Here is what I liked about President Obama’s UN speech on development last week, what I liked less, and what to watch for next. I conclude with an epilogue on this week’s historic gathering of secretaries Clinton, Gates, and Geithner, USAID Administrator Shah, and Chief Executive Officer of the Millennium Challenge Corporation, Daniel Yohannes for the U.S.
CGD Policy Blogs
Bipartisanship made a reappearance in a most unlikely place last Wednesday – at the podium of the United Nations. In his address to the United National Millennium Development Goals Summit, President Obama unveiled his “new” approach to development, emphasizing a focus on results, investing in countries committed to their own development through sound governance and democracy, tapping the forces of the economic growth through entrepreneurship and trade, and the need for mutual accountability between developed and developing countries. In doing so, he followed precisely in the footsteps of
Did you catch the microcredit debate at the Clinton Global Initiative conference last Tuesday? OK, I wasn't invited to the ex-president's annual gathering either. But, rather amazingly, I watched the debate live on my Droid while being a soccer dad. You can watch the whole thing at the bottom of this post. It was a good show. It put on one stage the two leading (disagreeing) voices in the hottest controversy in microfinance.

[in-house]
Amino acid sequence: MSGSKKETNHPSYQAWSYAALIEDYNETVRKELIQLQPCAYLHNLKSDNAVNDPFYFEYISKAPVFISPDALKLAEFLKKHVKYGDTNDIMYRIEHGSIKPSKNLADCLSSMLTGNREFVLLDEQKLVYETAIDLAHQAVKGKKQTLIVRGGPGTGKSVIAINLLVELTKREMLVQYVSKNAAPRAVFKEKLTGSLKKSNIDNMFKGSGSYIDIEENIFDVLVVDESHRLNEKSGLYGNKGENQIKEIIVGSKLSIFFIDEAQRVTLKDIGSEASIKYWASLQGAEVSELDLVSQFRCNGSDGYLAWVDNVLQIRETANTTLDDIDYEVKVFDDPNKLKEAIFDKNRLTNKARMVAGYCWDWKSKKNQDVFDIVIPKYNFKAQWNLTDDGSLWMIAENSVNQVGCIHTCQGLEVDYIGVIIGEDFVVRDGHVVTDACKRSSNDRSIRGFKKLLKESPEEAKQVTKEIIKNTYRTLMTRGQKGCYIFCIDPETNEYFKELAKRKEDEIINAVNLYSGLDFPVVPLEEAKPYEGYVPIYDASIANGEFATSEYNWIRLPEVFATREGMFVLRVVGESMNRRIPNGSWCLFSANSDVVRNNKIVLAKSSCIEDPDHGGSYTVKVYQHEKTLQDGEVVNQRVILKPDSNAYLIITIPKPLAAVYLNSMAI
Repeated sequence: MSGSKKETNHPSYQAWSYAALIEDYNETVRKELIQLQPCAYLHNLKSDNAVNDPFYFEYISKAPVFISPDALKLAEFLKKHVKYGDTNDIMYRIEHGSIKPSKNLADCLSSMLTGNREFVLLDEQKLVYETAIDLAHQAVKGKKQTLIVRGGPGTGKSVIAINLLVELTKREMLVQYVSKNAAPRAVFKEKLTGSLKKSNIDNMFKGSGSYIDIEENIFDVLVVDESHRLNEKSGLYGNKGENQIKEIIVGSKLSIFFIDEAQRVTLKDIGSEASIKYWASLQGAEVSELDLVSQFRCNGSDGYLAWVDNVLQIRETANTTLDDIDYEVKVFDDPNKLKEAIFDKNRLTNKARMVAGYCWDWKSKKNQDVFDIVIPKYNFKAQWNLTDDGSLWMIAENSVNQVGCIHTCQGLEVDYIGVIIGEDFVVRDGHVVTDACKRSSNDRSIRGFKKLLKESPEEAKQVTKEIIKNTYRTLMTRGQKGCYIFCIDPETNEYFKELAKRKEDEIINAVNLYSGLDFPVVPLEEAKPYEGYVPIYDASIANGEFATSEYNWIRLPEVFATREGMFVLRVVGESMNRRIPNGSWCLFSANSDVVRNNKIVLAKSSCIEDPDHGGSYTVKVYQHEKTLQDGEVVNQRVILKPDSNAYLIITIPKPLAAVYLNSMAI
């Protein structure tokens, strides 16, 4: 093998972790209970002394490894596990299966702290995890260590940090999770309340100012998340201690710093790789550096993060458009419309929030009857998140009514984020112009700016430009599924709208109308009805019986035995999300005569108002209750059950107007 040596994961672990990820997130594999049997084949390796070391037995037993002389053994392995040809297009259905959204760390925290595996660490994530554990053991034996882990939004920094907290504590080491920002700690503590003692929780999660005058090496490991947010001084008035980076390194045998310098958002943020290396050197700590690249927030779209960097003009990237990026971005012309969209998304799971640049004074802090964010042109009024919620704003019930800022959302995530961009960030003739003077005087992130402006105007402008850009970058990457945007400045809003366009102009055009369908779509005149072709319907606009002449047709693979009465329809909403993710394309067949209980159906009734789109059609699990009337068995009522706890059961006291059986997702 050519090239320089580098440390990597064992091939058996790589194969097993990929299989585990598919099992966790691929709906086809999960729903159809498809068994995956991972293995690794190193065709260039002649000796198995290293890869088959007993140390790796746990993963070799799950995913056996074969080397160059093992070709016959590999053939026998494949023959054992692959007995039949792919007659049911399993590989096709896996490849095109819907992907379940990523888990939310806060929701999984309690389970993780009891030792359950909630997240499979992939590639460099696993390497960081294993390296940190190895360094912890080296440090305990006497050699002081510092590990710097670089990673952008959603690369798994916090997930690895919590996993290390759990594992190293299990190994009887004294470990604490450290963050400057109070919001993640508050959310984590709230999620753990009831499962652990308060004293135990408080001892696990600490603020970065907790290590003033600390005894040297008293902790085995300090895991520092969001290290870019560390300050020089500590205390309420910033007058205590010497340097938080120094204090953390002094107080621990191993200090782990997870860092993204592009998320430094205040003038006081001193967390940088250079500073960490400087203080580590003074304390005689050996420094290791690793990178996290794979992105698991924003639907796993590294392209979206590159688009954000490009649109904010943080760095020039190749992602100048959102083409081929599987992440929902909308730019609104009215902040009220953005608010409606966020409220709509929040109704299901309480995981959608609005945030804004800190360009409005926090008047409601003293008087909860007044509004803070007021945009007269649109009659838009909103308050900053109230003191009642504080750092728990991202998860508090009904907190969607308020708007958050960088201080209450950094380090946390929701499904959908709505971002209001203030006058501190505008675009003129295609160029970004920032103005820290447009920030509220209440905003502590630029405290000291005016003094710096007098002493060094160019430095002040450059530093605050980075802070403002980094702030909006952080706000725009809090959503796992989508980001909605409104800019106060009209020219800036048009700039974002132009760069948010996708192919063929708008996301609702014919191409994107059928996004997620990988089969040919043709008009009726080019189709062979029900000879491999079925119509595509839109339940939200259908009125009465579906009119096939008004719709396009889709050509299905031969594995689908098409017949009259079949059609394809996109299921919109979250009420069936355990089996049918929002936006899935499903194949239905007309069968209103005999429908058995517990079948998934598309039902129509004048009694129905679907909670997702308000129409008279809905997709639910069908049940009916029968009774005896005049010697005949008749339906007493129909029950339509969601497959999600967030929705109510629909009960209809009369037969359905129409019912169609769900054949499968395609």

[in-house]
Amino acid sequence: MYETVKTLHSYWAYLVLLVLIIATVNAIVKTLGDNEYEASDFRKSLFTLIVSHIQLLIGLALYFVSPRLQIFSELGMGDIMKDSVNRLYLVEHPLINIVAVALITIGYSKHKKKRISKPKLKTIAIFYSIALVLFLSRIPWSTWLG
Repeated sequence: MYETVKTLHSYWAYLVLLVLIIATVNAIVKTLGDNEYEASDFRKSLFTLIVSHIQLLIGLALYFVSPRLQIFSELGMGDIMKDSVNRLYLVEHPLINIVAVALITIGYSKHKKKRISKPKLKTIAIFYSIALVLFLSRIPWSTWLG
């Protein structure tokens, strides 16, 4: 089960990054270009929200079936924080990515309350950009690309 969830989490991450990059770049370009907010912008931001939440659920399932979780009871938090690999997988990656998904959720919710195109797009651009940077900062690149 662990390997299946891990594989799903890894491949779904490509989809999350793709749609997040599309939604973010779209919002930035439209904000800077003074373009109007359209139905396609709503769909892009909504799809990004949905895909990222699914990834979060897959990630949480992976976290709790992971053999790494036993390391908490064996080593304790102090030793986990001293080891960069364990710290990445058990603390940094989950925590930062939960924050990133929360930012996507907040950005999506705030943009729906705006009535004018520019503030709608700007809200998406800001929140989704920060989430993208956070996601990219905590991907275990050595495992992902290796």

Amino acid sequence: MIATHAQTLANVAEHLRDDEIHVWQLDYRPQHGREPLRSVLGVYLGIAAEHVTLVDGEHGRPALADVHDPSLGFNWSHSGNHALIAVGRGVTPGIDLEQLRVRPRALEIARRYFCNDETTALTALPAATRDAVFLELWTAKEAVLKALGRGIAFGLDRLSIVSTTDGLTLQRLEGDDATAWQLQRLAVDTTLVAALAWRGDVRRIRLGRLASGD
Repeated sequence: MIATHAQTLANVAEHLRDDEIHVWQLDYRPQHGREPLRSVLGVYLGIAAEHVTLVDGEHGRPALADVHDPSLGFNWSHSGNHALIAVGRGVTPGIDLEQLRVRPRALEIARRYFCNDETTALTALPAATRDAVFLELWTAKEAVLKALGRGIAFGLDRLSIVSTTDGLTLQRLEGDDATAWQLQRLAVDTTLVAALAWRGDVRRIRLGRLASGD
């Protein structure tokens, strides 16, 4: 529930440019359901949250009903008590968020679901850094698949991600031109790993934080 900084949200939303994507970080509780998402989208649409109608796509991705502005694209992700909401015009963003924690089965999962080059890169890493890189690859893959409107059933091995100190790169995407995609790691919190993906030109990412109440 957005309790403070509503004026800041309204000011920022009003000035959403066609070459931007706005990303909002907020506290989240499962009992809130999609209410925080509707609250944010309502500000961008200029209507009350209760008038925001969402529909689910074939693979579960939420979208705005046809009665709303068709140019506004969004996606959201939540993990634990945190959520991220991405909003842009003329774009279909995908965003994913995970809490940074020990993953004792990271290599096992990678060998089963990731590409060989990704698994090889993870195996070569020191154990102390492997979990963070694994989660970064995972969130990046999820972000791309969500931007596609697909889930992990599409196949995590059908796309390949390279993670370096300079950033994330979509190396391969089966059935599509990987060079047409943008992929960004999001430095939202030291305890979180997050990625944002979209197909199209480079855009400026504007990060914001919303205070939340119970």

President Obama and Secretary Clinton have been quite vocal in pledging to rebuild USAID into “the world’s premier development agency.” The newly issued development policy does not make it clear just how that will happen, or if it will happen at all.
In general terms, any government agency is strong only to the extent that it has at least these three conditions:
After months of study, work, negotiation and anticipation, the Obama administration has announced its development policy. What’s new here and what are the chances of implementation? To find out, I chatted with Connie Veillette, who has recently joined the Center for Global Development as director of our Rethinking U.S. Foreign Assistance program.
Something I've been fuzzy on is what interest rate the Grameen Bank charges. Seems like the sort of thing an aspiring microfinance expert should know.
Fortunately, the Grameen Bank is the world's best-documented microcreditor. One can, for example, quickly learn from the Bank's website that the rate is 16 percent.
Among the many things that make CGD a great place to work is a steady flow of people in and out who are both kind and smart. We don’t usually use the CGD policy blogs to say farewell to those who are moving on, but in this case I’m declaring an exception.
Yesterday at the United Nations MDG Summit, President Obama announced the U.S. policy on global development.